If you put two plump cheese blintzes next to each other they just might resemble the two tablets of the law. But, I think we need to do better than that to bring meaning to our observance of Shavuot. The least attention getting of the holidays, it has a few things going against it from the start. No prominent engaging ritual and no eight-day marathon. Its timing is quite less than perfect coming as the school year is winding down, with no secular holiday season to boost its observance. Blink and you just might miss it entirely. Ironically, this low-key nature of Shavuot is its essence. When it comes to Shavuot less is more. Let me explain.
Try and find Shavuot in the Torah. Look for the verse linking Shavuot to the Giving of the Torah, search for the exact date, and maybe try to find the part about cheesecake. You will find none of these. Here is what you will find: We are commanded to count fifty days from the second day of Pesach when the omer offering is brought and to then observe the Feast of Weeks, Shavuot. On the holiday itself the Israelites bring first fruits to the Temple in Jerusalem and the priests offer the two loaves of bread. The day is holy and work is prohibited.
Three elements of the holiday seem to be missing. There is no clear designation by the text that Shavuot is the day that the Torah was given. There is no explicit date. And where are the blintzes?
Often we can learn from what is hidden as we learn from what is revealed. No specific date for Shavuot? Well, if we count seven weeks from the second of Pesach we clearly arrive at the date for Shavuot. Seven weeks, forty nine days equals the 6th of Sivan. Ambiguity regarding the date is clearly not the point - we can and do calculate its appropriate convergence. Why then the obscurity in the text? What message does Torah give us when instead of telling us the specific date it tells us to count the days from Pesach to Shavuot?
Pesach and Shavuot are connected. Shavuot’s very essence is that it does not stand-alone. By its very definition it is an extension of Pesach. Some would even say that the counting effectually transforms Shavuot into the final day of Pesach. Atzeret, one of the names of Shavuot reflects the idea of conclusion, as in Shemini Atzeret the eighth concluding day of Succot. Pesach is not complete without Shavuot and Shavuot does not happen without Pesach. Pesach is the physical redemption of the Israelites from Egyptian bondage - while Shavuot marks the spiritual redemption. We anxiously count the days that transform us from slaves to a free people able to recognize and hear the words of God.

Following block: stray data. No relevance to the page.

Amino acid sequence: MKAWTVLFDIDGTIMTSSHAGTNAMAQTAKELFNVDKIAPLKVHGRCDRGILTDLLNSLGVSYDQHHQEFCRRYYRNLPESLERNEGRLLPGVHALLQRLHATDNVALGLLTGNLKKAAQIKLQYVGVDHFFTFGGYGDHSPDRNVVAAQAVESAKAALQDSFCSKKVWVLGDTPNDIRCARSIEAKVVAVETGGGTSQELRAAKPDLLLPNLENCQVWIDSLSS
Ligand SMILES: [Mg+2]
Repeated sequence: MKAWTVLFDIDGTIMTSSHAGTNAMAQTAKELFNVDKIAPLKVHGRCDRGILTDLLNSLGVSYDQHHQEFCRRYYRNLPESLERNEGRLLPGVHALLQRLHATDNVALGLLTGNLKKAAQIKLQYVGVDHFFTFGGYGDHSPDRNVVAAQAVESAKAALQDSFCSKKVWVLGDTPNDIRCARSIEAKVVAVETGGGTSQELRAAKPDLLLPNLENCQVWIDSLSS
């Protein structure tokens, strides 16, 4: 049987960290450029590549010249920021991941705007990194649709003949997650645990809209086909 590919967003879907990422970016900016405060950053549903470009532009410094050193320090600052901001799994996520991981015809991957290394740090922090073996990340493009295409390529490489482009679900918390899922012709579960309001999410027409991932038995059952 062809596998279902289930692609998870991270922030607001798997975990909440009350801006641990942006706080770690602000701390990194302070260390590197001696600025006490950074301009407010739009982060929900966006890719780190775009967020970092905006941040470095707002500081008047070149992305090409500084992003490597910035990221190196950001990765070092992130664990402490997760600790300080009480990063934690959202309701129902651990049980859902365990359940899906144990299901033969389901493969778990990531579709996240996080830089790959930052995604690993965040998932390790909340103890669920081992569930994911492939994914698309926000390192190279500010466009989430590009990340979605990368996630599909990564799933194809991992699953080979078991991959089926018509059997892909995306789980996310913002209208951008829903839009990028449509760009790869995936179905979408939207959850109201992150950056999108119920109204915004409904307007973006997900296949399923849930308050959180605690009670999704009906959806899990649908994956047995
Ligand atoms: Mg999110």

Why wait the fifty days? Why are the Israelites not given the Torah straight away upon exiting Egypt? Shavuot could easily have been the real last day of Pesach. Several reasons. We were clearly not ready. The tribes exposed to Egyptian culture and paganism were yet to be the people of the book and the pyramid builders of Egypt lacked the fortitude to wrestle with nuances of monotheism and a life of transcendence.
Wait and anticipate, count and reckon - almost breathless with hope tally the days till destiny arrives. Number the fifty days from Pesach to Shavuot till God reveals himself to the people Israel. No date for Shavuot? Of course not there can be no date. An individual date stands alone, the fiftieth is part of a process, a moment in the fluid movement towards becoming closer to God and Torah.
Staying up all night Shavuot, decorating the sanctuary with flowers, confirmations, and Shavuot liturgy all reflect the long held belief that Shavuot is the day that the Torah was given to the Children of Israel. There is no scriptural citation stating thus and no prescribed ritual to inscribe it upon our consciousness. No Seder to follow no Succah to sit in. It is as if the Torah was purposefully obscuring the historic event and intentionally stripping it of any ritualistic commemoration. You’ve heard the lyrics; every day is Mother’s Day with you… well I suppose every day is Torah day for us. No one day can or should be set aside as the day to re-experience the giving of the Torah, that is for every day. The Midrash Tanhumah puts it this way, “Every day let the Torah be as dear to you as if you had received it this day from Mt. Sinai.” Revelation, says Rabbi David Tzvi Hoffman, cannot be translated into the tangible language of symbol. Can one even imagine what that might look like? What happened at Sinai was very much a one and only unique never to be repeated or imitated experience. The ritual to remember the Giving of the Torah is the every day ritual of Torah study that our people has dedicated themselves to, to never let this book of teaching cease from our lips.
Now for the menu; milk, elixir of life lead us to thoughts of intimacy, nourishment, simplicity and modesty. The way of Torah says the Tanna, is to eat bread with salt, drink water in small measure. A life of humbleness; Torah is like honey and milk under our tongue says the Midrash on the Song of Songs. Milk is pure and symbolizes the pristine whiteness of God who out of kindness revealed himself to us with intimacy, to nourish and give us life. Passed through the generations is the idea that the day of the Giving of the Torah is the day to eat with modesty reflecting the ultimate value of walking humbly with the Lord.
Less is more; less attention, less hoopla. So it is sometimes with things that are most precious and private. What we hold most dear we hold most close. Shavuot comes quietly after Pesach, we build no succahs and buy no loads of groceries. We cook modest meals and study Torah through the night. Oh and don’t blink you might miss it.